Thursday, October 15, 2009

13 1/2 by Nevada Barr

Book Review by Zinta Aistars

• Hardcover: 320 pages

• Publisher: Vanguard Press (October 6, 2009)

• Price: $25.95

• ISBN-10: 1593155530

• ISBN-13: 978-1593155537

I am holding Nevada Barr responsible: since picking up her newest novel, 13 ½, I have been losing sleep. Until the very last page had been read, sleep continued to evade me.

In all my lifelong voracious reading habits, I continue to find that writers can generally be classified in one of two groups: fine literary writers or terrific storytellers. Because the skill set and high level of artistry required is quite different for each group, rarely do the two groups meet and mesh. But Nevada Barr stands neatly balanced, with one foot inside each of these two groups. She is a fine writer, with literary finesse, and she is one heck of a storyteller.

Barr kept me awake with her storytelling, but not before messing with my head a bit, along with my sleep patterns. When I first opened the cover of 13 ½, I was thrown into a horrific scene of sexual molestation. Polly, a girl not yet nine years old, is being raped by her mother’s whiskey-chugging boyfriend. Rather than protect and defend her daughter, Polly’s alcoholic mother gets jealous and angry with her. Too frequently, this scenario is all too real. Victims become victimizers, and Polly’s mother, her own self-esteem nonexistent, allows her daughter to become victimized. At such a very tender age, this child understands the male psyche far beyond what she should: “Though Polly’s birthday wasn’t for a couple weeks, she already knew what it meant when men’s eyes went gooey and nasty.”

The message of this scene, however, is not so much victimization as survival skills. Polly grows up to be a smart woman, one who has fortunately been strong enough to break the cycle of abuse and instead is a loving and protective mother of her own children.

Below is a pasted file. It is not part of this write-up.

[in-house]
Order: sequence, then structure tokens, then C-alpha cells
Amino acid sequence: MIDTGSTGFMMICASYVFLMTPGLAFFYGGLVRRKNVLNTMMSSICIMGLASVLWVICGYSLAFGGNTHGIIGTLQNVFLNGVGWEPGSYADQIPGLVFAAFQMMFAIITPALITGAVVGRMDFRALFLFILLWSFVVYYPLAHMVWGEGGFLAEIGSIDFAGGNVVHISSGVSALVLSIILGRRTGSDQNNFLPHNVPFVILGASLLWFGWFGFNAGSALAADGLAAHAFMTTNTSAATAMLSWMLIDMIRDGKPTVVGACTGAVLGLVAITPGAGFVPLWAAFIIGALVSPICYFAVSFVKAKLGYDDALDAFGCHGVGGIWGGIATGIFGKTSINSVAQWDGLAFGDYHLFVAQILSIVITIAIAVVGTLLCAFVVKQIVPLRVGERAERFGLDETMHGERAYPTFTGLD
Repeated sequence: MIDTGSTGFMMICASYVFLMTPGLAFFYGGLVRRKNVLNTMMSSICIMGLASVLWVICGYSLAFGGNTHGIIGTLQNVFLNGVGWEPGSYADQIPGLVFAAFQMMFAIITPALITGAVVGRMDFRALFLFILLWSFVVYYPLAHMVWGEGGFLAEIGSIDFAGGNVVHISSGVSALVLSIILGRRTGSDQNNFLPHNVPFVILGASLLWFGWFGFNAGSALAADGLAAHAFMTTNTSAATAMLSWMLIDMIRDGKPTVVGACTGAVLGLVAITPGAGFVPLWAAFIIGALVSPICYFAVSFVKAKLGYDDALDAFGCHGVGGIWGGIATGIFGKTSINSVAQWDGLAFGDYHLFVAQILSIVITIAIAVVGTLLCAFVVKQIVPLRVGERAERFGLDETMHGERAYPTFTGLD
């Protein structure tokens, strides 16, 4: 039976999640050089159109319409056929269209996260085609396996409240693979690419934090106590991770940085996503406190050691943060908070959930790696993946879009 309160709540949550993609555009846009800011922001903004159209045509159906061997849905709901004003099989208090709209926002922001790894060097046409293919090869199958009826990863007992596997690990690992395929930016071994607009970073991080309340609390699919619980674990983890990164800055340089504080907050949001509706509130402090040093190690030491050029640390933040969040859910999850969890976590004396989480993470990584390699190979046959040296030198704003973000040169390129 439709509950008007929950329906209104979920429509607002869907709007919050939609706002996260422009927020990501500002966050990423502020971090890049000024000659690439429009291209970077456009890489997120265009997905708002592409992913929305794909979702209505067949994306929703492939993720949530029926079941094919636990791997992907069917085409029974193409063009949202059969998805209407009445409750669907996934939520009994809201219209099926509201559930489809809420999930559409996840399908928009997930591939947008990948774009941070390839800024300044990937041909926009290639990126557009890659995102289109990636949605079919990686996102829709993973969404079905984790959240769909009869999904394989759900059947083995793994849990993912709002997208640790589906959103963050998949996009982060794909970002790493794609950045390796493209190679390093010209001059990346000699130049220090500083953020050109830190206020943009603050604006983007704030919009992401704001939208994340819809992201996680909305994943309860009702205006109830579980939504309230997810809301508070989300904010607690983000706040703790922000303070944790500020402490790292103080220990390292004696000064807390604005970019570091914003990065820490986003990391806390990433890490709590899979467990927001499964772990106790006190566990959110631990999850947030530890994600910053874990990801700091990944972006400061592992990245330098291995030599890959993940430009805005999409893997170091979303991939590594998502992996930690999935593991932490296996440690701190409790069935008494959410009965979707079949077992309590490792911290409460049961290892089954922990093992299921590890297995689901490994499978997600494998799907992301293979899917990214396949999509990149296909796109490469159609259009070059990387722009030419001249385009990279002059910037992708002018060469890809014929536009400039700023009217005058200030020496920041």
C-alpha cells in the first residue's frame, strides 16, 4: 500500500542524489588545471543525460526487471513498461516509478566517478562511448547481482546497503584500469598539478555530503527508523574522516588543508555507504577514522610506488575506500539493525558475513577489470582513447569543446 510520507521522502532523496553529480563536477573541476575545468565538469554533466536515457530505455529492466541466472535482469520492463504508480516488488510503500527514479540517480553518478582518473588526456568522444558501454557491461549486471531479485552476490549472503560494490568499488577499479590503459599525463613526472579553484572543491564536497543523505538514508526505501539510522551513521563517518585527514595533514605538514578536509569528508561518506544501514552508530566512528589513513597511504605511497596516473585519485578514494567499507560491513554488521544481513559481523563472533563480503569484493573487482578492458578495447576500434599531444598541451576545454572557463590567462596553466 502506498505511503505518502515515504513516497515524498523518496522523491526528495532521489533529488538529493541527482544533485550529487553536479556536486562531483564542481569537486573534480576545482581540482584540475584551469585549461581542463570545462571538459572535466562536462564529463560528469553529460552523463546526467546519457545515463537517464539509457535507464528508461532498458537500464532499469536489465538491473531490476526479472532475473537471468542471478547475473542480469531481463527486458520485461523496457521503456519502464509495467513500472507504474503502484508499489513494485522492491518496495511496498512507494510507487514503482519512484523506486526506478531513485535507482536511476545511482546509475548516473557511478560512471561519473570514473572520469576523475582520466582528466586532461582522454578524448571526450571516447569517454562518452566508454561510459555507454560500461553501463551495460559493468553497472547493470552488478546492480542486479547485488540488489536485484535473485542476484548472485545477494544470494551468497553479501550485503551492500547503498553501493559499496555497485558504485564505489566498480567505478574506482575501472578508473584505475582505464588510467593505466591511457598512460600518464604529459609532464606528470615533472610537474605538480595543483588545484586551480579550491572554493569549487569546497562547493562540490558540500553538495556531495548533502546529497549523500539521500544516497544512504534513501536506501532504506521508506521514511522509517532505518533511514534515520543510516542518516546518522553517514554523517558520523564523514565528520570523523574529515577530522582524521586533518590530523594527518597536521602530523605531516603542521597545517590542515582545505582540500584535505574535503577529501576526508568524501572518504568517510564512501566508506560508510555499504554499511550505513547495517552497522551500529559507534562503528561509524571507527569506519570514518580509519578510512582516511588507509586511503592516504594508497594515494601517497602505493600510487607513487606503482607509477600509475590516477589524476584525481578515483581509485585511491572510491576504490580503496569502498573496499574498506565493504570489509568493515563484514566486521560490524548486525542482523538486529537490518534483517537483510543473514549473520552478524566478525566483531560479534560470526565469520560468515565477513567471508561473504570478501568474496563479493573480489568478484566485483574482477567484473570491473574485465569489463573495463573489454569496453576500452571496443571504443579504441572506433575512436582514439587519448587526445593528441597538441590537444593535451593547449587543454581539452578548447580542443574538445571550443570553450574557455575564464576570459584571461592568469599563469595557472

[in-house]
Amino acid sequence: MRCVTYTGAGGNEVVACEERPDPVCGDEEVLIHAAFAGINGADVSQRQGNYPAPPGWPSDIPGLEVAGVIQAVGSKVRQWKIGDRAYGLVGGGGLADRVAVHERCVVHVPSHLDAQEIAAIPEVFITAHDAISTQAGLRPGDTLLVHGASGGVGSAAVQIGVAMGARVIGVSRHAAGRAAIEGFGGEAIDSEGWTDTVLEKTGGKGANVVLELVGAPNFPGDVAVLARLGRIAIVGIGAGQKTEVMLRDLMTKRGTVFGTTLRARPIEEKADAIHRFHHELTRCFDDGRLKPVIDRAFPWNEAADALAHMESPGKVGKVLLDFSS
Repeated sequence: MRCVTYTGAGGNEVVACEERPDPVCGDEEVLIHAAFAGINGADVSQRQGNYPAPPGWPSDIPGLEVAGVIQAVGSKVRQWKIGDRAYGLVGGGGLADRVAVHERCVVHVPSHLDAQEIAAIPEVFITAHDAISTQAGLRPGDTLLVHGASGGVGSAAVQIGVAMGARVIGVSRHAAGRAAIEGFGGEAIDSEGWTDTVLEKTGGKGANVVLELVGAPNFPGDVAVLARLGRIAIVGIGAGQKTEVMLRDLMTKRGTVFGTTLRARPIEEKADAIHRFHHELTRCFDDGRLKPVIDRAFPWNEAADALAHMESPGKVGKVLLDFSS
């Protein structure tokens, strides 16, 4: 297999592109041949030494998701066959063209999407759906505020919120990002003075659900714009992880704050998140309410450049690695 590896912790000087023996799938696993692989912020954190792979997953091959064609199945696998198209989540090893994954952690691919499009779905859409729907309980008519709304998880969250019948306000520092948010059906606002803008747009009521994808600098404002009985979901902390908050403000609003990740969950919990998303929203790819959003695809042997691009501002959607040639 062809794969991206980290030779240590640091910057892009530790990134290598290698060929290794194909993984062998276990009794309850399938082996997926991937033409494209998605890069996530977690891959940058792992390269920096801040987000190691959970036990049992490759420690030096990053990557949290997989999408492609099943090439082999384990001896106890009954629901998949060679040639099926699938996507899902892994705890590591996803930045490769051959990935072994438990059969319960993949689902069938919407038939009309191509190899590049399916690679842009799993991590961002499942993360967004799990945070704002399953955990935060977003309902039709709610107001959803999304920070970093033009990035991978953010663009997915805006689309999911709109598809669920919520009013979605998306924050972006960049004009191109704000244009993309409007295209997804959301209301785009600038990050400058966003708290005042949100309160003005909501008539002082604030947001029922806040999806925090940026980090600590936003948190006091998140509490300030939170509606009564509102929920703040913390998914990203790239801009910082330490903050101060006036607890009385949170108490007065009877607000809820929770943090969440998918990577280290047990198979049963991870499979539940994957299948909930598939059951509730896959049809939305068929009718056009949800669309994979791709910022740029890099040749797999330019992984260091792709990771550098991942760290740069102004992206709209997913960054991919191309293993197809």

Stage left, enter another main character: Butcher Boy. This child, Dylan, wakes into a family massacre, his parents murdered with an axe, his baby sister dead, his older brother badly wounded. He alone is whole, however dazed. Eleven years old, he is dragged to court and prosecuted for the vicious murder of his family. The boy hardly seems able to function as his mind and emotions shut down under the weight of something so immense, so incomprehensible. Only his surviving brother stands by him.

Barr does a wonderful job of describing a juvenile justice system that is highly dysfunctional. Children who end up in juvenile delinquent homes, more often than not already coming from abusive homes, are often subjected to more abuse by the very staff who is supposed to help them rehabilitate. Reality, alas, matches fiction, and Barr has shone an important spotlight on a growing problem in our society. Dylan is thrown away, with no one caring enough to deal with his problems, and he spends years in a world where guards beat and rape little boys, psychologists and social workers conduct unethical experiments on their young prey, and wardens look the other way. The only person left who seems to care that Dylan is even alive is his brother Rich.

Back and forth. The novel is written in scenes that move from Polly to Dylan and his brother Rich, then suddenly switching to Marshall Marchand and his brother, Danny, a couple of stand-up guys. Between chapters are blood-curdling little inserts, written in first person, of child murderers, mothers who kill their babies, and other psychopaths. A bit disorienting, and I was a little annoyed at being jarred back and forth between all these characters … until it started to fall into place. The Marchand brothers enter into the adult Polly’s world, and by now, also her two young daughters.

Suspense growing, tension tightening, the reader is led along, then pulled into a vortex of escalating horror. Polly and her girls are in danger, and as a mother, my heart pounded with hers, knowing all that she does to protect her own, I would do, too. Yet how clear is the mind of one who has been so badly abused as a child? Does Polly still have the skills to know who to trust and who is just another victimizer? The sad truth is that many who are molested as children, grow up to be attracted like magnets to more molesters, not knowing anything else. Is Polly protecting her daughters from the right man? Does her love for one of the Marchand brothers cloud her judgment?